Is the Housing Market Finally Turning?

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An overhead view of three houses in a neighborhood. The grass is very green and the trees have red and yellow leaves
As the housing market slows, will we see a down turn in the mortgage industry, or will it simply return to normalcy?

As more stories appear in the press about the historically hot housing market finally starting to cool, some are starting to worry that the mortgage industry will experience a major downturn by 2022. It’s more likely that the slowdown we’re seeing is just a return to normalcy. 

There are a number of reasons I believe this, but first let’s look at some of the signs we’re seeing that indicate the market is cooling. 

As statistics for June came into focus, the Mortgage Bankers Association reported that new home loan volume had fallen to a 13-month low. Applications for new loans were down in May, as well, the organization reported, with May falling 3% from April and 23.8% from May 2020. 

The MBA’s commentary at the time put the blame on fewer homes to purchase, pushing loan applications down. This is the inventory problem that I have touched on in previous posts.  

Fortunately, a recent report from Zillow pointed out that there has been an uptick in the number of homes being listed for sale. If it was just an inventory problem, we would expect the market to balance out. It hasn’t yet and that’s what makes me think this may be a seasonal pattern. 

It’s been so long since we’ve seen a normal business cycle in the mortgage industry that I’m not surprised that many may have missed it. We have many people working in the business today who have never seen a traditional mortgage business cycle. 

Traditionally, the market would heat up in the spring and get very hot when families with children got them back for summer vacation (or moving season) and then the market would begin to cool in mid-summer and continue to do so for the remainder of the year. Is that what we’re seeing today?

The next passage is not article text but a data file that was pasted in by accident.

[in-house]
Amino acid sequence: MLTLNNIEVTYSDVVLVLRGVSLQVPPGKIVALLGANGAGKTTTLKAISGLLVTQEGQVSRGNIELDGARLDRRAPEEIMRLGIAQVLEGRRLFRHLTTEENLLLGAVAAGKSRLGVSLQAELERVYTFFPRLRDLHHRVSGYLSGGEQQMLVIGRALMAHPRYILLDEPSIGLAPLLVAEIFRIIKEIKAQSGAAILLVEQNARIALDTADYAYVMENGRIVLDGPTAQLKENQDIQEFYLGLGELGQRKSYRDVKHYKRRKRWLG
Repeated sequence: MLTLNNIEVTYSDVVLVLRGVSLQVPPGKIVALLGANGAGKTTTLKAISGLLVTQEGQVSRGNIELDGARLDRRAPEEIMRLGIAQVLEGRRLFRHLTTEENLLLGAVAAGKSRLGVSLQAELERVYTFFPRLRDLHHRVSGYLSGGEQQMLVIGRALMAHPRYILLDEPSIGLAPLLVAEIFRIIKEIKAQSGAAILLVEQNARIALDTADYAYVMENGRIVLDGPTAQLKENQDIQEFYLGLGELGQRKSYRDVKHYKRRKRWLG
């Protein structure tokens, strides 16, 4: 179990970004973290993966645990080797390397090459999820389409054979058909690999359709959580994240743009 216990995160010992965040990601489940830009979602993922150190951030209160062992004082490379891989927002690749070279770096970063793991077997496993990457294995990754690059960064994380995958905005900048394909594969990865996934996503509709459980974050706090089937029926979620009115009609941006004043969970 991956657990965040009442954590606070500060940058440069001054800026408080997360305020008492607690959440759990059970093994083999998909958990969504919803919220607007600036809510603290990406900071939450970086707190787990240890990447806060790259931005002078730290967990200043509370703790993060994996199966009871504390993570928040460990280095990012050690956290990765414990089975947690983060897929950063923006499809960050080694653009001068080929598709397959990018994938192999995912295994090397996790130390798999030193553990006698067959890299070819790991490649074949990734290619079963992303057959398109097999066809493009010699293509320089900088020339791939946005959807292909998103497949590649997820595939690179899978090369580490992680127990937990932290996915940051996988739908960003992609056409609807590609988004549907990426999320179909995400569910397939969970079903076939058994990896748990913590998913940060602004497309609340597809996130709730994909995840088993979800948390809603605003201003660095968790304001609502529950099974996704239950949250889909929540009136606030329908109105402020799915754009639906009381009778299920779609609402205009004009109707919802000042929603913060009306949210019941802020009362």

Radian recently reported that home prices are still high and seem to be quite stable. The company’s data showed home prices were very strong in the first half of 2021 with the median home price in the U.S. up to $282,967 in June. In its analysis, it spoke to seasonality. 

“Historically, the spring months help build inventory for the summer season. In the ten years from 2010 to 2019, the lightest month of national listing volume (December) averaged 1.3 million listed properties while the mid-point of the year (June) averaged 1.6 million listed properties. While listing activity has increased in each of the most recent four months, the June 2021 listing inventory was just over 968,000 units, more than 500,000 fewer units than the June historical average.” 

If the market was in trouble, I’d expect to see more softening of home prices. That may be coming, but we’re not seeing any signs of it yet. 

And while new homes under construction are still skewed toward the high end of the market, making it harder for first-time buyers to find a newly built home they can afford, housing starts are still increasing

We will continue to watch to see exactly how the market will evolve, but at this point it’s beginning to look like a return to something akin to a normal mortgage market. 

By Joe Camerieri, EVP, Client Account Management at Mortgage Cadence

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